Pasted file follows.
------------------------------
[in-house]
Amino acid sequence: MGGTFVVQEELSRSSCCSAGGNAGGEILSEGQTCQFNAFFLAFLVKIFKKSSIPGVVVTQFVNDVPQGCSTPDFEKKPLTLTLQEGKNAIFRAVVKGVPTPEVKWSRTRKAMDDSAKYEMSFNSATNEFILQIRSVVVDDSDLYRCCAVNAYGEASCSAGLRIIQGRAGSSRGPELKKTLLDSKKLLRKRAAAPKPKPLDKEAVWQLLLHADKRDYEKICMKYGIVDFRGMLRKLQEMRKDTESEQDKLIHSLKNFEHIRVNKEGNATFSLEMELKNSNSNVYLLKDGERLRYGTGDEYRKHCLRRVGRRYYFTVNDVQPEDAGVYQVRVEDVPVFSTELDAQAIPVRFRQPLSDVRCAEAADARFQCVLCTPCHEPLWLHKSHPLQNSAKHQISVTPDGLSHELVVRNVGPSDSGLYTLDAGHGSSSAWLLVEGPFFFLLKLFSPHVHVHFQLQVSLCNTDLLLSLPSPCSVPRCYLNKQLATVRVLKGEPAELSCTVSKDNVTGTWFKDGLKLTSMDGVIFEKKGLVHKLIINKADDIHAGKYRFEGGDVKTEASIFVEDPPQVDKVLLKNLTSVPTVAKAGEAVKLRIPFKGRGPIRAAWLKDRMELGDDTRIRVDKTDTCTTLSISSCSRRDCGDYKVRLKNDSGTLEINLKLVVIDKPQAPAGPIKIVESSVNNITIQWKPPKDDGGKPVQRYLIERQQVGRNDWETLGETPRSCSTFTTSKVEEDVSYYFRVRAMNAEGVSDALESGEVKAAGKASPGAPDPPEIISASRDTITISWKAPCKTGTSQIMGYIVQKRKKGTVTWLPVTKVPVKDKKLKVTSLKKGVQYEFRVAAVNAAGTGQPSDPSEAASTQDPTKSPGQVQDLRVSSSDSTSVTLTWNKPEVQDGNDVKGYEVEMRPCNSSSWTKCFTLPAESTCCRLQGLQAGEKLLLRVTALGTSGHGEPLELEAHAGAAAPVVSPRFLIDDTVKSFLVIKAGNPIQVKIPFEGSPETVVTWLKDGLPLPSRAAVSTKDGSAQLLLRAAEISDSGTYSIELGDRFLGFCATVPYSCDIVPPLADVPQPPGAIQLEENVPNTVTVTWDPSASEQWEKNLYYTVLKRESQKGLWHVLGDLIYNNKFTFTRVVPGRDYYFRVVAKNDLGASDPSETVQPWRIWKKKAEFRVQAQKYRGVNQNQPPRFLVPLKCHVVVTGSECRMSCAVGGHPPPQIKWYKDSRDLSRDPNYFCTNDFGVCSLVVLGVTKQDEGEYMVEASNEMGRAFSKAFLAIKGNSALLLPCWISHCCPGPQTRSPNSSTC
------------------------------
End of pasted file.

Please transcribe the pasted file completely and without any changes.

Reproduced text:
[in-house]
Amino acid sequence: MGGTFVVQEELSRSSCCSAGGNAGGEILSEGQTCQFNAFFLAFLVKIFKKSSIPGVVVTQFVNDVPQGCSTPDFEKKPLTLTLQEGKNAIFRAVVKGVPTPEVKWSRTRKAMDDSAKYEMSFNSATNEFILQIRSVVVDDSDLYRCCAVNAYGEASCSAGLRIIQGRAGSSRGPELKKTLLDSKKLLRKRAAAPKPKPLDKEAVWQLLLHADKRDYEKICMKYGIVDFRGMLRKLQEMRKDTESEQDKLIHSLKNFEHIRVNKEGNATFSLEMELKNSNSNVYLLKDGERLRYGTGDEYRKHCLRRVGRRYYFTVNDVQPEDAGVYQVRVEDVPVFSTELDAQAIPVRFRQPLSDVRCAEAADARFQCVLCTPCHEPLWLHKSHPLQNSAKHQISVTPDGLSHELVVRNVGPSDSGLYTLDAGHGSSSAWLLVEGPFFFLLKLFSPHVHVHFQLQVSLCNTDLLLSLPSPCSVPRCYLNKQLATVRVLKGEPAELSCTVSKDNVTGTWFKDGLKLTSMDGVIFEKKGLVHKLIINKADDIHAGKYRFEGGDVKTEASIFVEDPPQVDKVLLKNLTSVPTVAKAGEAVKLRIPFKGRGPIRAAWLKDRMELGDDTRIRVDKTDTCTTLSISSCSRRDCGDYKVRLKNDSGTLEINLKLVVIDKPQAPAGPIKIVESSVNNITIQWKPPKDDGGKPVQRYLIERQQVGRNDWETLGETPRSCSTFTTSKVEEDVSYYFRVRAMNAEGVSDALESGEVKAAGKASPGAPDPPEIISASRDTITISWKAPCKTGTSQIMGYIVQKRKKGTVTWLPVTKVPVKDKKLKVTSLKKGVQYEFRVAAVNAAGTGQPSDPSEAASTQDPTKSPGQVQDLRVSSSDSTSVTLTWNKPEVQDGNDVKGYEVEMRPCNSSSWTKCFTLPAESTCCRLQGLQAGEKLLLRVTALGTSGHGEPLELEAHAGAAAPVVSPRFLIDDTVKSFLVIKAGNPIQVKIPFEGSPETVVTWLKDGLPLPSRAAVSTKDGSAQLLLRAAEISDSGTYSIELGDRFLGFCATVPYSCDIVPPLADVPQPPGAIQLEENVPNTVTVTWDPSASEQWEKNLYYTVLKRESQKGLWHVLGDLIYNNKFTFTRVVPGRDYYFRVVAKNDLGASDPSETVQPWRIWKKKAEFRVQAQKYRGVNQNQPPRFLVPLKCHVVVTGSECRMSCAVGGHPPPQIKWYKDSRDLSRDPNYFCTNDFGVCSLVVLGVTKQDEGEYMVEASNEMGRAFSKAFLAIKGNSALLLPCWISHCCPGPQTRSPNSSTC